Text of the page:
Tenant advocacy groups are celebrating a recent Supreme Court ruling that overturned one woman’s renoviction that was previously allowed by the Residential Tenancy Branch.
Vivian Baumann, 53, has lived in her West End apartment for 17 years. It’s a small, older building with just 10 units.
“I do pay low rent because I’ve been here a long time,” she said, adding that the previous landlord didn’t increase the rent very often.
She said she and her fellow tenants were “incredibly nervous” when the building was purchased in 2014 and a new landlord took over. Initially, the landlord tried to increase Baumann’s rent more than the maximum allowed in a year — her rent would have gone up by more than 60 per cent, she said.
To raise the rent above the permitted amount, a landlord must either have written agreement from the tenant or an order from the Residential Tenancy Branch.
When that failed, she and other tenants were served eviction notices with the landlord claiming the suites needed to be vacated in order to carry out renovations. Baumann said she received her notice last spring.
Unable to find another affordable place to rent, Baumann appealed her eviction through the Residential Tenancy Branch. She said the landlord did not have all the proper permits in place for the renovations, something that it required under the Residential Tenancy Act. She said the landlord sent people to examine her suite, but they did little more than take photos.
“I could tell they were gathering information to make a case,” she said.
Baumann was represented by a legal advocate from the First United Church who argued that the real reason for the eviction was not the need to carry out renovations, but because the landlord wanted to move in higher-paying tenants.
“Many landlords ‘renovict’ tenants to try to get around the rent increase limitation in the law,” said Didi Dufresne, manager if legal advocacy at First United Church. “The renovation provisions in the Residential Tenancy Act are being used to evict lower paying tenants.”
In the end, after waiting six months for a decision, the eviction was upheld, but Baumann decided not to back down.
She appealed the decision in B.C. Supreme Court, and earlier this month a judge overturned the decision from the Residential Tenancy Branch.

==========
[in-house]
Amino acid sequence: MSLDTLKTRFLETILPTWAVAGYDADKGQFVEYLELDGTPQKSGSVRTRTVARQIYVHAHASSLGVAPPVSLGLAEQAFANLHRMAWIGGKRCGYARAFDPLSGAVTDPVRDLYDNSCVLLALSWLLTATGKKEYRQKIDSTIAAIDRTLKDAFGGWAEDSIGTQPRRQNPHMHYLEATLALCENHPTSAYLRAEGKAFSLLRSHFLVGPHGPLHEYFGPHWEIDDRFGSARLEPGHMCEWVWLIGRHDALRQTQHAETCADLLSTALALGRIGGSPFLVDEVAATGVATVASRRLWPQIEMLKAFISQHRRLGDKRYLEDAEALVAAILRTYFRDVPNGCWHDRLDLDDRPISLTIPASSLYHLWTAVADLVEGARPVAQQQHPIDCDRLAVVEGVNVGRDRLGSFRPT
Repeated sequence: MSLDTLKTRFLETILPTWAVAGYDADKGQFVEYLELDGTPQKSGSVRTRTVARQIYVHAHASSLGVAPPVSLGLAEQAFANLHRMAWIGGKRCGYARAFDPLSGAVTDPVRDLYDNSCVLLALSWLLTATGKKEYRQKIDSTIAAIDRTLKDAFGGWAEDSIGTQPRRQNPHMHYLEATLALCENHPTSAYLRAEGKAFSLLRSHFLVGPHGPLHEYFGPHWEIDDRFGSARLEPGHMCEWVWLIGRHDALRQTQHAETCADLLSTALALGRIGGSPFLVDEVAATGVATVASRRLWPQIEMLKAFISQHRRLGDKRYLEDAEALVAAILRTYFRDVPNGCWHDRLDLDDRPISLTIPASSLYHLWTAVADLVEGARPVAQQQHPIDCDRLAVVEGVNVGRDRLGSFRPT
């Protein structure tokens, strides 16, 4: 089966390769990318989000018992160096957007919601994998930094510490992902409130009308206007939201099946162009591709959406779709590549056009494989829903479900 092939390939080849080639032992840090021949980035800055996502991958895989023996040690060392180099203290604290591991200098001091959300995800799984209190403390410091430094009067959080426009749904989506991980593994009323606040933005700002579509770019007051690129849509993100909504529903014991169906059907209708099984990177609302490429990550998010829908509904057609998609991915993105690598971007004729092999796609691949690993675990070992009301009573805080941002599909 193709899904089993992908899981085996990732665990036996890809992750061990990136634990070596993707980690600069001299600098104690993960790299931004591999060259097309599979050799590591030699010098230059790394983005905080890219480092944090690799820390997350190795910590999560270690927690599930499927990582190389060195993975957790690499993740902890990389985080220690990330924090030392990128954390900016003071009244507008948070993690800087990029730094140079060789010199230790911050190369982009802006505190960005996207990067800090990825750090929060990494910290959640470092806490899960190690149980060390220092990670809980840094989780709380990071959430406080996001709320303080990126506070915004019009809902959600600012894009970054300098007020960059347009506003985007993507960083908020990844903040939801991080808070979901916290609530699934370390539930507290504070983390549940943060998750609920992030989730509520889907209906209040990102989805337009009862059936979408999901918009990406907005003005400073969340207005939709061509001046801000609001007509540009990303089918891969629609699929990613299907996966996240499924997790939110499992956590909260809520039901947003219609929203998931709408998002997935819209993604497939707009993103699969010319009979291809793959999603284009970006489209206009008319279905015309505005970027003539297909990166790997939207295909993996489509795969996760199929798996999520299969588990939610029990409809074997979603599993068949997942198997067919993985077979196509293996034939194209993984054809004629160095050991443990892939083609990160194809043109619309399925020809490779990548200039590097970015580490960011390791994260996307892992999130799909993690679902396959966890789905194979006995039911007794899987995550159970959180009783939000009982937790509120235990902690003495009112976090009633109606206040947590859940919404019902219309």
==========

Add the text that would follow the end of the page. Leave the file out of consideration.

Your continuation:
“The facts of her case were particularly obvious what was happening. That the landlord was trying to get around the rent increase provisions of the act by renovicting her so that they could raise the rent,” Jonathan Blair, a lawyer with the Community Legal Assistance Society who represented Baumann, told the Courier.
He said there was clear evidence the landlord was acting in bad faith and had an ulterior motive.
“We are happy with the court’s decision, and for Vivian, who has endured a very stressful couple of month,” Blair said. “However, the act and the Residential Tenancy Branch need to do more to protect tenants like her from the inappropriate use of the renovation provisions in the legislation.”
He added that recently announced amendments to the act don’t go far enough.
On Thursday, the province announced changes to the Residential Tenancy Act aimed at providing better protection for renters.
“Tenants need stronger protections when a landlord is choosing to renovate or sell their property,” said Selina Robinson, Minister of Municipal Affairs and Housing. “By improving protections, renters, as well as tenants of manufactured home parks, will have better security in these difficult situations.”
The changes include a first right-of-refusal for tenants in multi-unit buildings who are evicted because the landlord needs to renovate or repair suites.
“The requirement to offer units to the original tenant will also help address improper uses of this provision by allowing the tenant to confirm that the renovations did occur,” the government press release reads.
“Unfortunately the right-of-first-refusal that has been put in place right now, it’s a right without any real substance because it doesn’t protect them from being evicted and it doesn’t allow them to come back at the rent that they were at before,” Blair said. “We were hoping that the amendments would do more to protect tenants like Vivian from the renoviction provisions being used to basically raise rents.”
“The main problem we’re seeing is just this desire by landlords, not all landlords but some, to raise the rents in a city where rents are going out of control and pushing people like Vivian, who if she had lost probably would have had to leave the city because she couldn’t afford rent.”
Baumann told the Courier her main motivation for fighting her renoviction was because she couldn’t find another place to rent in the city.
“She works full time and it doesn’t matter,” Blair said. “The rents are that expensive now.”
The Supreme Court’s decision doesn’t mean the case is closed on Baumann’s eviction — the landlord could appeal the decision. Conversely, the court ruling sends the decision back to the Residential Tenancy Branch, which could decide to order a new hearing.